should I eat the food I'm craving?

 

I get asked this question all the time! There’s confusion around whether cravings are “bad” and if you choose to indulge, it means you’re weak and without self-control. These types of judgments create unnecessary mental chatter and only serve to erode the trust you place in your body. If you feel an urge to eat a particular food, your physical, emotional or spiritual self has identified a need and is asking you to fulfill it. Remember that your body is on your side. It is your biggest advocate, working in your favor 24 hours a day, 365 days a year. It is not your enemy, nor does it need to be controlled! While it’s entirely up to you whether or not you oblige, you may feel conflicted as to whether or not you can trust the source - What if I’m craving chocolate? Or cookies? Or pasta? Why don’t I ever crave healthy food?

While it’s wonderful in theory to automatically give your body whatever it asks for, it’s also possible that that food might not make you feel great in your body. Also, your past reliance on sugar, carbohydrates or fat may have perpetuated an emotional desire for these foods. For instance, sugar creates a dopamine release in the brain so that you come to crave it, and if you’ve got certain health goals in mind, it might not actually be in your interest to over-do it on sugar. Thus the age-old question is born: to indulge or not to indulge?

Cultivating trust in your body is a process, and teaching your body that you’ll listen when it speaks is a powerful reinforcement of self-respect.

If you aren’t sure whether or not to concede on a craving, try asking yourself these questions:

  1. How will I feel afterwards?

    Start by first identifying your ideal state of feeling, both physically and emotionally. You might identify with any or all of the following examples:

  • Comfortably full

  • Calm

  • Content

  • Happy

  • Energetic

  • Strong

  • Light on my feet

  • Relaxed

  • Without an upset stomach, headache, energy crashes, etc.

Now identify, based on past experience or best guess, how you’ll feel after eating what you’re craving. Does this align with how you want to feel? Is this food supportive of your wellbeing?

2. What need will I satisfy - physical or emotional?

We all have an emotional attachment to food. It’s so ingrained in our lives that it would be impossible not to! But eating purely for emotional gain, or to cope with emotions you’d rather avoid, is the start of muddy waters. This is the appropriate time to evaluate whether or not you’re truly hungry. Think about what your hunger signals are - growling stomach, empty feeling, low energy, dizziness, and so on. Will this food first fulfill a need, and second nourish your body and not just your mind?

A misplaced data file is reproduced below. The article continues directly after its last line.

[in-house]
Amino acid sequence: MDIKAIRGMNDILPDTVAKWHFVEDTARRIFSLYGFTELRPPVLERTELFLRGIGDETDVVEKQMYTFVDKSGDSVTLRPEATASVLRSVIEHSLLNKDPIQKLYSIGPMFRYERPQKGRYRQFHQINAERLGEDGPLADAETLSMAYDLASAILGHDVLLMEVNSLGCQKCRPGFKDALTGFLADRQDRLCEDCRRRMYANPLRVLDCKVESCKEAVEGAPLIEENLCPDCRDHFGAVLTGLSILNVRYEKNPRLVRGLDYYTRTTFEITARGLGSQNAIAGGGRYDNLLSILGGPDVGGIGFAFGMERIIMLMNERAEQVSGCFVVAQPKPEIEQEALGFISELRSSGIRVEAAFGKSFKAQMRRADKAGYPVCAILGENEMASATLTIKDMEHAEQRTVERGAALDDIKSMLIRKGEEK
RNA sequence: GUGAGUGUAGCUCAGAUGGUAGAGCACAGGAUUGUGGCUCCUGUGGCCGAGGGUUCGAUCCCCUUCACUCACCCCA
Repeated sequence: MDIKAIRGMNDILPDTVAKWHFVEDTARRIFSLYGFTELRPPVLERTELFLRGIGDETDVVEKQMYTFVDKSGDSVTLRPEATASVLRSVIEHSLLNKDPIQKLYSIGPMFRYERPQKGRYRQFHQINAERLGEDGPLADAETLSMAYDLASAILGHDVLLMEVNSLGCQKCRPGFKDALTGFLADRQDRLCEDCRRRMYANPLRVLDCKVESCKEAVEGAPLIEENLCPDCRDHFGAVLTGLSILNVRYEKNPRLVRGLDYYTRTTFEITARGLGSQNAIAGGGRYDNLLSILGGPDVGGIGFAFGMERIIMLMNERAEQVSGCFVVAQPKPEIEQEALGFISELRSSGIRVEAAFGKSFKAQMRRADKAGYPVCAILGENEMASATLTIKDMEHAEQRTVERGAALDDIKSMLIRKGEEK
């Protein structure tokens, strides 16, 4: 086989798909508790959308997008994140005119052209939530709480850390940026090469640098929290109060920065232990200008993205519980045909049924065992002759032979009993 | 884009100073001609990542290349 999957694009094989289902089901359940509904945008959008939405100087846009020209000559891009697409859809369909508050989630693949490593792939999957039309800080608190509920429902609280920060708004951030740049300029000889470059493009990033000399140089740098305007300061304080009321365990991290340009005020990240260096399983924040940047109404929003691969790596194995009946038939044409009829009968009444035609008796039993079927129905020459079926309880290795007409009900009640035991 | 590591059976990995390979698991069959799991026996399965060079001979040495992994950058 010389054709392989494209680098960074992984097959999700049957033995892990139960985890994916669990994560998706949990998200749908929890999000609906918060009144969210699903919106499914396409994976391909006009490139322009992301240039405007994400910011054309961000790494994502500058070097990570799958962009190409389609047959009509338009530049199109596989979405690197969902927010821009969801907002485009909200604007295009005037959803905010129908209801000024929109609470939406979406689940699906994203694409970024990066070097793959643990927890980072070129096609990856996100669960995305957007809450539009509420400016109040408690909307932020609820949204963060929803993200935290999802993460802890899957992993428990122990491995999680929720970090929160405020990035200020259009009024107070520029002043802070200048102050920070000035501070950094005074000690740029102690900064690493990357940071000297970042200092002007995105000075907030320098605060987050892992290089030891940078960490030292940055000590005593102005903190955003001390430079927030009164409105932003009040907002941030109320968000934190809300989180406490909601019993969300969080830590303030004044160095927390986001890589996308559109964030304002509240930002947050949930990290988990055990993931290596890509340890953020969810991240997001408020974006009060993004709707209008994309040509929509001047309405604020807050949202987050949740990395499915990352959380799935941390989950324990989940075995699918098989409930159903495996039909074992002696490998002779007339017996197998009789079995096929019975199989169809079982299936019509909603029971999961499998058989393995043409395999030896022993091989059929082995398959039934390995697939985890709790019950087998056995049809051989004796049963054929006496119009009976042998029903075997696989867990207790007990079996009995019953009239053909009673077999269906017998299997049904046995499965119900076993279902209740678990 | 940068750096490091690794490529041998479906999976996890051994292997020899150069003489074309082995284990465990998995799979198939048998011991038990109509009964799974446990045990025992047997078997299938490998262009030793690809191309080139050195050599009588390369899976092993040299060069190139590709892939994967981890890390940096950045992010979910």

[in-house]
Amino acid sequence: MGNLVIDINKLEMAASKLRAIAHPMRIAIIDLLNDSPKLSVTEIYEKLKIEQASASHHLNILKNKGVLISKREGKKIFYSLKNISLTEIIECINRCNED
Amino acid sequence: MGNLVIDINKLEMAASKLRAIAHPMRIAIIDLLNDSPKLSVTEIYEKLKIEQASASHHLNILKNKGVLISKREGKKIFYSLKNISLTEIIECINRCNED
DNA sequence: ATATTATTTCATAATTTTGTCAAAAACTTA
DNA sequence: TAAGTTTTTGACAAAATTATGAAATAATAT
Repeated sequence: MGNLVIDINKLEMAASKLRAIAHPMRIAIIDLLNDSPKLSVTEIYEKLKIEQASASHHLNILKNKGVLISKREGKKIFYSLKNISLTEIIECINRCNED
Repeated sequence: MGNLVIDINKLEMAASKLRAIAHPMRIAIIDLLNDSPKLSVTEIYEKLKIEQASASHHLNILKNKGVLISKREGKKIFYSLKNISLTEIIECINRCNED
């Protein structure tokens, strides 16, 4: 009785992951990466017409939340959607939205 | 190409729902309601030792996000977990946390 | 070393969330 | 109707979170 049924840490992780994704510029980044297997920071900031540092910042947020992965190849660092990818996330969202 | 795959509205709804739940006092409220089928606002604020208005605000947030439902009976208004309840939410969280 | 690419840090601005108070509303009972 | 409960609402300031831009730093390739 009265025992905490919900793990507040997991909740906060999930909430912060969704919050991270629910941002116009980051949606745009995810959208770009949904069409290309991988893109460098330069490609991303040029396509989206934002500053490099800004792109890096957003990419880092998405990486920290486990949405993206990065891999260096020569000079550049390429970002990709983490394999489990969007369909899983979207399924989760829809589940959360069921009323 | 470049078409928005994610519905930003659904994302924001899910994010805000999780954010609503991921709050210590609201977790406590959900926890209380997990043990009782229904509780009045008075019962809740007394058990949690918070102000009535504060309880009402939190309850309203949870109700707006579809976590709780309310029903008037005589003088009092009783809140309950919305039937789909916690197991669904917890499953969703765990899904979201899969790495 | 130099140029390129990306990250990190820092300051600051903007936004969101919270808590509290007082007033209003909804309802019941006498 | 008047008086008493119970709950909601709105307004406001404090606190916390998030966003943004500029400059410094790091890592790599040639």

3. Do I feel any effects after eating this food?

There’s an incredibly interesting concept surrounding food allergies and food cravings. Sometimes, the food you crave and subsequently eat on a consistent basis can turn out to be a food you’re actually intolerant to. In a nutshell, certain foods may not agree with your body, thus creating inflammation and an allergic-type reaction in your body. Pay attention to whether certain foods upset your digestive system 5-24 hours after eating it. Sometimes, this reaction can occur without you experiencing any symptoms. To cope, your body will respond with increased dopamine, making you feel better than you actually should after eating that food. Food allergy tests and food journals can be helpful in figuring out intolerances.


4. What’s in the food I’m craving?

Our body has clever ways of poking us until we listen. Sometimes, craving a certain food is your body’s way of asking for a legitimate need. For instance, you might constantly crave apples. Think about what’s in an apple - carbohydrates, vitamin C, fiber, antioxidants, phytochemicals, and so on. Evaluate whether or not your diet is lacking in these specific nutrients.

So, you might have correctly concluded that there’s no right or wrong answer! There is beauty in the freedom of not having strict, black and white food rules. Perhaps one day you choose to eat it, and the next day you don’t. Ultimately, variety in your diet is a good thing and you can never go wrong with developing trust in your body. By spending a bit of time on self-reflection and introspection when a craving pops up, you can become more confident in making decisions around food.

 
kiara tchir